The games we develop at Flyos Games give special attention to art direction. This is a central element that we put forward with pride. To achieve this level of visual quality, here are the 3 key points that we rigorously apply.

Finding, Briefing and Communicating with artists is the biggest artistic director challenge. Where to look, what to tell an artist and how to follow his work? Here's what I did for our two games Kiwetin and Until Daylight.

 

1) Where and how to find the right resources

I am subscribed to several visual reference sites (Behance, awards, Pinterest, various social networks...) and every day I spend at least 30 minutes to see what has been done, in all creative sectors (architecture, Photography, illustration, graphic design, video, etc.) I even was a jury on a graphic contest site for almost 4 years, that's another way to be closest to visual artisans. Having creative hygiene helps me find good references and especially inspiring artists, I could work with someday. Visual Arts are also subject to trends and thus to the effect of fashion. Knowing being up-to-date and using a mode to its advantage is an asset. This rigour also helped me develop a certain culture which today is mandatory. The Artistic Direction, as his name says, implies a part of leadership and an advanced artistic culture, which helps inspire and guide teams. Our previous article explains the importance of Art Direction of games creation.

The color process of a raider from Until Daylight

 

2) Know how to brief artists

When the time comes to work with an artist, you must first have a clear vision of the project. The artist, from the outside, is a complete stranger. It's your job to prepare the ground and synthesize your vision. The creation of a brief is very useful. Illustrators and designers can refer to it and understand the image that needs to be produced. I am'll for clear summaries and lists that become milestones, it helps receive clear quotes. I remember a method used in an agency i worked for. It's called the 3/33/333 from Sid Lee. 3 Seconds to understand the Big Picture, 33 seconds to explain your concept and pass a simple message, 333 seconds to go into the details.  It is also necessary to leave enough room for the artists to take ownership of the project and the visual universe you develop. Moreover, they often bring excellent ideas to which you might not have thought. On Kiwetin and Until Daylight, many visual ideas are the fruit of the creativity of illustrators.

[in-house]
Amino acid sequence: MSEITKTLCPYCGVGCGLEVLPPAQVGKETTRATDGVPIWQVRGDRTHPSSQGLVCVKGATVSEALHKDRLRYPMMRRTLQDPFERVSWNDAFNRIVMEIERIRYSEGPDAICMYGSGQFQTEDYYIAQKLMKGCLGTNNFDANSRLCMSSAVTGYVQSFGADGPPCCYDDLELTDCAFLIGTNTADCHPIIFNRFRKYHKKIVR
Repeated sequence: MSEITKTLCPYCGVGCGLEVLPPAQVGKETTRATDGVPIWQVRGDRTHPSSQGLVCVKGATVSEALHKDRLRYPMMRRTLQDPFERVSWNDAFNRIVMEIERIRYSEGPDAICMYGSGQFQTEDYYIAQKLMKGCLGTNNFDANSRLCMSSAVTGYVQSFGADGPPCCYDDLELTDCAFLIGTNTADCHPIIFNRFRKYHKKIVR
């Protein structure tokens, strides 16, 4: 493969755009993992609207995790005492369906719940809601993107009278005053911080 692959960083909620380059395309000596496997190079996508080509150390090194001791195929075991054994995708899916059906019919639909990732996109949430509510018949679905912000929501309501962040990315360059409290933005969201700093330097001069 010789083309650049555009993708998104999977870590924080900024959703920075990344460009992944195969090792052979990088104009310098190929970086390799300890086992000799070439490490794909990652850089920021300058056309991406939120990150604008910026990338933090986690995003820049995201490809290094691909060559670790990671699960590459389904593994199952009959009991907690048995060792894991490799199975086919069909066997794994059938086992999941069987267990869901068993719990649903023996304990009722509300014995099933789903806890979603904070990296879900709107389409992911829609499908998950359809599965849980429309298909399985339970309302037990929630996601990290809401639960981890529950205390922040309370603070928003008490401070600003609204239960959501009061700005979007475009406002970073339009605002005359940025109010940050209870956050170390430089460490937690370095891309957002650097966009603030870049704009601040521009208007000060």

Various sketchs directly proposed from the artists

 

3) Communication with freelances

Communicating is the key. On Until Daylight, we had a ton of illustrations to produce. In order not to lose ourselves and keep track of work, I opted for daily exchanges with Ben (the illustrator). Every day, he sent me the state of his production and I took time to answer every illustration or idea he proposed. We also organize a few meetings to talk to us about voices. I clearly favour meetings that never exceed one hour, in order to maintain a creative and optimal concentration. I also make sure that the consistency of the productions of the various speakers remains on the same guideline (Graphic Design Style, Typography, iconographie, formats, etc.) they must magnify the illustrative work that will be the soul of the game.

Last polish on Until Daylight (early) prototype before the official briefing

 

To summarize, working with different stakeholders on the visual portion of a game represents an artistic and human challenge. First, know where and how to choose the right artist. Opting for daily creative hygiene will help this choice. Second, knowing how to convey the vision in a clear and structured way will help a creative mind to own the game and thus deliver the best of himself. Finally, keep your vision and know how to communicate without oppressing, to achieve a result that will magnify a game. That's how we worked on both of our games.